I just finished Barnaby Rudge, apparently called Barnaby Rubbish by Victorian people because they disliked it so much. I get that it’s a really weird novel, but I don’t know if it deserves all the hate. It’s *way* better than Martin Chuzzlewit, for instance.
I especially liked the ending of this historical novel, which focuses on the raven, Grip. The narrator writes in the final paragraph: “as he was a mere infant for a raven, when Barnaby was grey, he was very probably on talking to the present time” (688). The suggestion, of course, is that the events of the past are not really past as the conclusion moves between biographical, historical, and ecological time.
But I also liked the crowd scenes and its somewhat contradictory reflection on the law. At the peak of the riots, “The crowd was the law, and never was the law held in greater dread, or more implicitly obeyed” (521). Such a sentence shows the power of the crowd: rebelling against the law, the crowd becomes a law onto itself. But it also raises questions about what the law is for. Is it supposed to be held in dread? It is supposed to be obeyed?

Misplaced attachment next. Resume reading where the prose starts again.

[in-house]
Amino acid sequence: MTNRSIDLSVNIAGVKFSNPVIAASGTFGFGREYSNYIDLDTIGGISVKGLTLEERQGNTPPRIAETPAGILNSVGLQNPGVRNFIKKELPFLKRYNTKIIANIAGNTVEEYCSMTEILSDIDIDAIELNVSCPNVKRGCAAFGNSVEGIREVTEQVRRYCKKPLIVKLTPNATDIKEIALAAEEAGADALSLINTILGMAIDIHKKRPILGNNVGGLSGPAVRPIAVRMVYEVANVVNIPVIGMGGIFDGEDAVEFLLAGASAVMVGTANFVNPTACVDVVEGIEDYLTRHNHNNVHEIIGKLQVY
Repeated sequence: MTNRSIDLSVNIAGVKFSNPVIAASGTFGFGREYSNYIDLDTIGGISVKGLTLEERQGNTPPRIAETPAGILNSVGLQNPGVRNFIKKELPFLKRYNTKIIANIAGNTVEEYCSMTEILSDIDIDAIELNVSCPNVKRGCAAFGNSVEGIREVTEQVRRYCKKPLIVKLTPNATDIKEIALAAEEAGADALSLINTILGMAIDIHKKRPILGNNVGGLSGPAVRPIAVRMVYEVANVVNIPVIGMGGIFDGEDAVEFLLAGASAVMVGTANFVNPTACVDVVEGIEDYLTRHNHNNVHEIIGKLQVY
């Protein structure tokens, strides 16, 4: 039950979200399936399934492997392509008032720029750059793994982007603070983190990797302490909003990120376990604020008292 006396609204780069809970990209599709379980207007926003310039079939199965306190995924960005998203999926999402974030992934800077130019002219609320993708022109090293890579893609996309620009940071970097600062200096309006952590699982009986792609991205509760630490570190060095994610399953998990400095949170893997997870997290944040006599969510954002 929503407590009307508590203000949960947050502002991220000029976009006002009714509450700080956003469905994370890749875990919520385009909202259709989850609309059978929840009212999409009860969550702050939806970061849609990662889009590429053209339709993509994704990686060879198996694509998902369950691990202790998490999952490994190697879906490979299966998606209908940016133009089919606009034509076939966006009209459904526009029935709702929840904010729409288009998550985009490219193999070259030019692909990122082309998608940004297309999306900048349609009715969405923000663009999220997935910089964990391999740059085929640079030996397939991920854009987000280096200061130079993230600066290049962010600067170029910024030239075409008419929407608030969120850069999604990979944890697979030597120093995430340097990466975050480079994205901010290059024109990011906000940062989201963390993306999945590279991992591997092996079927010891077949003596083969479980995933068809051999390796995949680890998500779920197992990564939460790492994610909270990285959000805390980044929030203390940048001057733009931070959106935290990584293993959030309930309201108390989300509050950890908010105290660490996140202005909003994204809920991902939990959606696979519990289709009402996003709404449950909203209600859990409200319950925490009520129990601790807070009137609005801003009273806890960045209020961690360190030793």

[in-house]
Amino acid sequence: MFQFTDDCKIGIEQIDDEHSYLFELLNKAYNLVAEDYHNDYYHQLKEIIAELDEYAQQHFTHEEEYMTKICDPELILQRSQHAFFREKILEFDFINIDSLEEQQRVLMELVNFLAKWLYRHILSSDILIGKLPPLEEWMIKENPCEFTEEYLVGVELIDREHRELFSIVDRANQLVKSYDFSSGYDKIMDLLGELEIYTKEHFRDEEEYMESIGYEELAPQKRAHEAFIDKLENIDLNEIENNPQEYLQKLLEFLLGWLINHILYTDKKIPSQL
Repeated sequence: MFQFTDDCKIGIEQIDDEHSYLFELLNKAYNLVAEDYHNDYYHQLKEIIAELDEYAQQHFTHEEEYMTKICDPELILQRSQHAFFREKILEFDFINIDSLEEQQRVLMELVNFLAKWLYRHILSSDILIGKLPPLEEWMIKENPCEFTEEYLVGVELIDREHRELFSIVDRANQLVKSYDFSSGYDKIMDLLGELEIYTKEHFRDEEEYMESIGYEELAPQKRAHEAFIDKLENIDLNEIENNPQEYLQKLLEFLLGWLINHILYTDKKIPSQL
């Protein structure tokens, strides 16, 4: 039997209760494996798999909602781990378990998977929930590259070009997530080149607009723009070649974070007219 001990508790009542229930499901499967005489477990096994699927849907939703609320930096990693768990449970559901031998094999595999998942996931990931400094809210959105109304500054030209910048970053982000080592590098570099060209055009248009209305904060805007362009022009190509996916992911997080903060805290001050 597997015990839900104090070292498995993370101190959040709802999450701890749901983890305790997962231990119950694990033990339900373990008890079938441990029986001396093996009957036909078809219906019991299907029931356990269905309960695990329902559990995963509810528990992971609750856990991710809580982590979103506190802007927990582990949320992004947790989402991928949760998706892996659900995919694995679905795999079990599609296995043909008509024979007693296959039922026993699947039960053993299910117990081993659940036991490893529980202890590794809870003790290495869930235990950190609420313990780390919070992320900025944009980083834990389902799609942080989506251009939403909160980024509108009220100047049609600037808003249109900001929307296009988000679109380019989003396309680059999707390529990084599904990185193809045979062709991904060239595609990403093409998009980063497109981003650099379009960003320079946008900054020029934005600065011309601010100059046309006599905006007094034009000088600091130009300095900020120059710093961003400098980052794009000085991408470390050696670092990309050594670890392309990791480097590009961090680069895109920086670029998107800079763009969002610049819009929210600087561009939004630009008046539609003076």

Mr. Dennis, the hangman, has the strangest relationship to the law. He happily joins the riot and works to free the prisoners of Newgate, but stops short of freeing those prisoners condemned to die. As they beg to be released, he tells them, “laws have been made a’ purpose for you; a parson’s kept a’ purpose for you; a constitootional officer’s appointed a’ purpose for you; carts is maintained a’ purpose for you–and yet you’re not contented” (543). His logic here is so familiar: think how much care the state shows you as it condemns you to death, how dare you desire to live? The phrase “laws have been made a’ purpose for you” is especially telling, suggesting that laws exist to produce criminals, for criminals. Contentment, here, means accepting a social order where you are doomed to die long before you commit a crime (Hugh’s fate seems to reinforce this point).